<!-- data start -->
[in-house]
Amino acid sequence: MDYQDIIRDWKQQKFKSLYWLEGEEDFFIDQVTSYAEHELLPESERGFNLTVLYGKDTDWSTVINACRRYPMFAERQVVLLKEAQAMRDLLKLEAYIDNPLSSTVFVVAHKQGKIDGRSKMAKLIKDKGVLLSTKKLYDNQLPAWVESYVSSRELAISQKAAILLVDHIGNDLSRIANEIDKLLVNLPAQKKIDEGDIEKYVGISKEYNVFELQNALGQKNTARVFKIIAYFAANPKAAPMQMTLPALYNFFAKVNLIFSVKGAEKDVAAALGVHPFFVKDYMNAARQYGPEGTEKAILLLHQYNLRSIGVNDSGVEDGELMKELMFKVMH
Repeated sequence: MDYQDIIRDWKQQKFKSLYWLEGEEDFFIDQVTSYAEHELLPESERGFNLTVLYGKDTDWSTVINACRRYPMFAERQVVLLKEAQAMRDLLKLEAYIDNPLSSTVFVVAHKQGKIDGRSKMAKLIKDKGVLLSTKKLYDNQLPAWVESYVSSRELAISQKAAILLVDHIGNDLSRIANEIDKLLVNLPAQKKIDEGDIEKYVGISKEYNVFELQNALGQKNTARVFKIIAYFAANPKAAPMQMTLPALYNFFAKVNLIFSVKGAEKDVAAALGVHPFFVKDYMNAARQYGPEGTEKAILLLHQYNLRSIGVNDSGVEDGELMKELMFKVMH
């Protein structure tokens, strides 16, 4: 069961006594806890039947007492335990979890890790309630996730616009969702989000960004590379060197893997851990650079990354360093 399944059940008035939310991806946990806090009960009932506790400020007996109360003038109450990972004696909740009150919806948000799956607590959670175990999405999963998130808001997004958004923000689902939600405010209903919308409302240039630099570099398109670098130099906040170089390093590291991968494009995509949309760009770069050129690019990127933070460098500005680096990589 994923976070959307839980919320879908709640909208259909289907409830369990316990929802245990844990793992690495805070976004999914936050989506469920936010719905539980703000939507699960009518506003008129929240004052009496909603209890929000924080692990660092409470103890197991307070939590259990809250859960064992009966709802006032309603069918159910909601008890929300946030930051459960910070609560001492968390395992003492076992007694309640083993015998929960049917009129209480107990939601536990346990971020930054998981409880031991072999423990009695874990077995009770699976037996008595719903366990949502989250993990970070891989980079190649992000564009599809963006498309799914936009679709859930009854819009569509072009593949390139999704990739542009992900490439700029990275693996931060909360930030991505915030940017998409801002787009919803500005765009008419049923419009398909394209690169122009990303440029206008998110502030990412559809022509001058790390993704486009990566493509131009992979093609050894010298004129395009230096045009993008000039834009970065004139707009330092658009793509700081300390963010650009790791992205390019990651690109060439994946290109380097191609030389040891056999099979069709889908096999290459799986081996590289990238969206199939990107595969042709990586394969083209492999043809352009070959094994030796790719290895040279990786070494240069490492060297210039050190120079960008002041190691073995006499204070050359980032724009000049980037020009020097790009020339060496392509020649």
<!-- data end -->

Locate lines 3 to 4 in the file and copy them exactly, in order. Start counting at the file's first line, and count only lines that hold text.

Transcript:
Repeated sequence: MDYQDIIRDWKQQKFKSLYWLEGEEDFFIDQVTSYAEHELLPESERGFNLTVLYGKDTDWSTVINACRRYPMFAERQVVLLKEAQAMRDLLKLEAYIDNPLSSTVFVVAHKQGKIDGRSKMAKLIKDKGVLLSTKKLYDNQLPAWVESYVSSRELAISQKAAILLVDHIGNDLSRIANEIDKLLVNLPAQKKIDEGDIEKYVGISKEYNVFELQNALGQKNTARVFKIIAYFAANPKAAPMQMTLPALYNFFAKVNLIFSVKGAEKDVAAALGVHPFFVKDYMNAARQYGPEGTEKAILLLHQYNLRSIGVNDSGVEDGELMKELMFKVMH
């Protein structure tokens, strides 16, 4: 069961006594806890039947007492335990979890890790309630996730616009969702989000960004590379060197893997851990650079990354360093 399944059940008035939310991806946990806090009960009932506790400020007996109360003038109450990972004696909740009150919806948000799956607590959670175990999405999963998130808001997004958004923000689902939600405010209903919308409302240039630099570099398109670098130099906040170089390093590291991968494009995509949309760009770069050129690019990127933070460098500005680096990589 994923976070959307839980919320879908709640909208259909289907409830369990316990929802245990844990793992690495805070976004999914936050989506469920936010719905539980703000939507699960009518506003008129929240004052009496909603209890929000924080692990660092409470103890197991307070939590259990809250859960064992009966709802006032309603069918159910909601008890929300946030930051459960910070609560001492968390395992003492076992007694309640083993015998929960049917009129209480107990939601536990346990971020930054998981409880031991072999423990009695874990077995009770699976037996008595719903366990949502989250993990970070891989980079190649992000564009599809963006498309799914936009679709859930009854819009569509072009593949390139999704990739542009992900490439700029990275693996931060909360930030991505915030940017998409801002787009919803500005765009008419049923419009398909394209690169122009990303440029206008998110502030990412559809022509001058790390993704486009990566493509131009992979093609050894010298004129395009230096045009993008000039834009970065004139707009330092658009793509700081300390963010650009790791992205390019990651690109060439994946290109380097191609030389040891056999099979069709889908096999290459799986081996590289990238969206199939990107595969042709990586394969083209492999043809352009070959094994030796790719290895040279990786070494240069490492060297210039050190120079960008002041190691073995006499204070050359980032724009000049980037020009020097790009020339060496392509020649």